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CLAUDE DELAVAL COBHAM
Exerpta Cypria
page 325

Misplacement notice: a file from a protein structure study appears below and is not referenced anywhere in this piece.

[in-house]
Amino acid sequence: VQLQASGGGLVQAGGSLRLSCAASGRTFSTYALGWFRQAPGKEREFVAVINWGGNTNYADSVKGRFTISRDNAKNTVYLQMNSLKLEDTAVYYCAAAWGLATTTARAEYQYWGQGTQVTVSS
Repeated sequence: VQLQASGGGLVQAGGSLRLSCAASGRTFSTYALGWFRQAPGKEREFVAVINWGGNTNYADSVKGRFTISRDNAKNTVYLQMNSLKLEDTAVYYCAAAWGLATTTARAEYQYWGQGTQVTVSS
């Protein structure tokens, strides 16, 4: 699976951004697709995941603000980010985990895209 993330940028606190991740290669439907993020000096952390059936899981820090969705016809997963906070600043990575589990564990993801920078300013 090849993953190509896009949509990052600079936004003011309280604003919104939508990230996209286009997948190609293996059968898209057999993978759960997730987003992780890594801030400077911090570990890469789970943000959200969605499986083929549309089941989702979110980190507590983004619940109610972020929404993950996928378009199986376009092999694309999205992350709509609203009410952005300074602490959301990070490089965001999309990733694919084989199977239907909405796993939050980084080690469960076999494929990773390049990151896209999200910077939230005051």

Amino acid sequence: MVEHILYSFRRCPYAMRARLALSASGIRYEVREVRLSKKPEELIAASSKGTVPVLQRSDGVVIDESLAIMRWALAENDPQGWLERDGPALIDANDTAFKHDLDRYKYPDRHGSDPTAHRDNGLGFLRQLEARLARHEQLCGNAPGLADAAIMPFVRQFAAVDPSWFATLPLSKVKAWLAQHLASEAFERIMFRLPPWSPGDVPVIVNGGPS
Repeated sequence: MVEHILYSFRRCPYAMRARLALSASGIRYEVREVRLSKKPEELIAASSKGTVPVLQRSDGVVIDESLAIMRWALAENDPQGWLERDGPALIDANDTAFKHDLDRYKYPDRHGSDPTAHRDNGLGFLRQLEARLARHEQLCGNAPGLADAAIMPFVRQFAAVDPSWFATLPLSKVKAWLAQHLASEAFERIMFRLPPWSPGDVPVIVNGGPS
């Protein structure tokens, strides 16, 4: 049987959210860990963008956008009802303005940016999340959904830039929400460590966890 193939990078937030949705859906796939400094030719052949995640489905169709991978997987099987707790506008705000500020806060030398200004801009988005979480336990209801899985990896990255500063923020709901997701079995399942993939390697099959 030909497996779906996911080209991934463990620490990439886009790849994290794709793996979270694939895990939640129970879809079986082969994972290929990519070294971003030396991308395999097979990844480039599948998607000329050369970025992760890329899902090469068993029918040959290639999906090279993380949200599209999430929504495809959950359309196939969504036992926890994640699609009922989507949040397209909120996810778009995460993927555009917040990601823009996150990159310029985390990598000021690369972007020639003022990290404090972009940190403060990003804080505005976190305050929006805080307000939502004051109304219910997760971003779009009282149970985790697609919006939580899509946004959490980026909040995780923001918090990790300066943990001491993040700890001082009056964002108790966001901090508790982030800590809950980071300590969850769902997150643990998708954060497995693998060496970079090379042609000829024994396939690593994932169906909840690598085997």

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Lazarus. The Gothic architecture testifies to its erection under the Greek rulers of the island. Under the Holy Table is the tomb of the first bishop of the church of Cition, with a Hebrew (inscription on the side towards the wall, " Lazarus, the four days dead, and friend of Christ." And here my haart cannot express all its gratitude to the leading families in Larnaca and Scala, and to sundry of Leucosia, for the kindness, attention and hospitality showered on me throughout my brief stay in Scala, in return for which I shall never cense with reiterated praise to publish the gratitude whicli my feelings towards them will always keep alive and ardent. After passing Cape Kiti there is no other sea coast town till you reach Amathus, whose huge ruins are seen not far from Lemesos. Here was once a very famous city, one of the first in the island, but chiefly remarkable for its temple of Adonis and Aphrodite, where was treasured (according to Pausaniaa in his Bœotica, IX. 41) a necklace of emeralds linked together with gold, the work of'Hephaestus, and given by him to Harmonia. It was called Amathus from Amathus, sou of Heracles, or (aecording to Stephanos Byzantios) from Amathusa, mother of Cinyras. Amathus too was destroyed, and lies a ruin, like Paphos, Idalia, and mani' other famous aud charming cities of the island. Their beauty is changed into unseemly chaos, and their remains call forth only sad memories of their former splendour. Beyond the site of Amathus is Nemesos, now called corruptly Lemesos. This town is no longer what-it was, a populous and thriving commercial centre, but ranks among seaport towns next after Scala; it is largely frequented by strangers, and has an excellent market for wine, cotton, silk and other island produce. The country around is fertile, but wants better cultivation. But this needs men who are fond of toil, and the hardworking Cypriote leave their country every day to seek other lands with fewer troubles and taxes. The air of Lemesos is hot and unwholesome in summer, on account of the exhalations of the salt lake which is not far off. Its inhabitants are industrious, apt at commerce, and remarkably subtle in what concerns their profit ; save a few well-bred persons most of them can only ape the very imperfect manners of their betters. After Nemesos comes the bare promontory of Curias, now called Cape della Gata : then the ruins of Curion, one of the chief cities of Cyprus, founded by Argives. Then Episcopi, whose soil is as fertile as any : water abounds, and grain, oil, fruits of all kinds, cotton and silk are its chief riches. Here was once a temple of Apollo, and its ruins are still visible. After Episcopi is old Paphos (Palaipaphos) founded by Cinyras, a King of the Syrians. It lies about ten stadia from the sea, has a harbour and an ancient temple dedicated to the Paphian, becituse here first she rose from the foam, and so took her name of Paphia. Here she was worshipped in a peculiar way, on bloodless altars, with the odours of the sweetest flowers, and the fragrance of all the incense which the land of the Sabaïans sent. Therein was the oracle of the goddess, very famous, whither flocked from all parts crowds of men blinded by their hopes. New Paphos, the creation of Agapenor, is on the shore, sixty stadia from Palaipaphos. It had a harbour and temples richly adorned. Here dwelt Sergius Paulus the proconsul, and Elymas the sorcerer. The sudden blinding of the latter opened the eyes of the mind of the former to the knowledge of God's truth. After Paphos comes Acamas, a cape of that name, now called Cape S. Epiphaneius, and a village once called Leukylla, now Levkai, full of fruit-bearing trees. Solous was once a city, now Solaia. Strabo says it was founded by Phaleros and Acamas, Athenians; but by Achilles Tatios the Alexandrian, who wrote the stoiy of Leucippe and Cleriophoii, and about the heavenly spheres and other mattere, and who became later a Christian and a bishop, it is ascribed to Cyprianor, one of the nine petty Kings of Cyprus, to ,m ο CONSTANTIUS. 315

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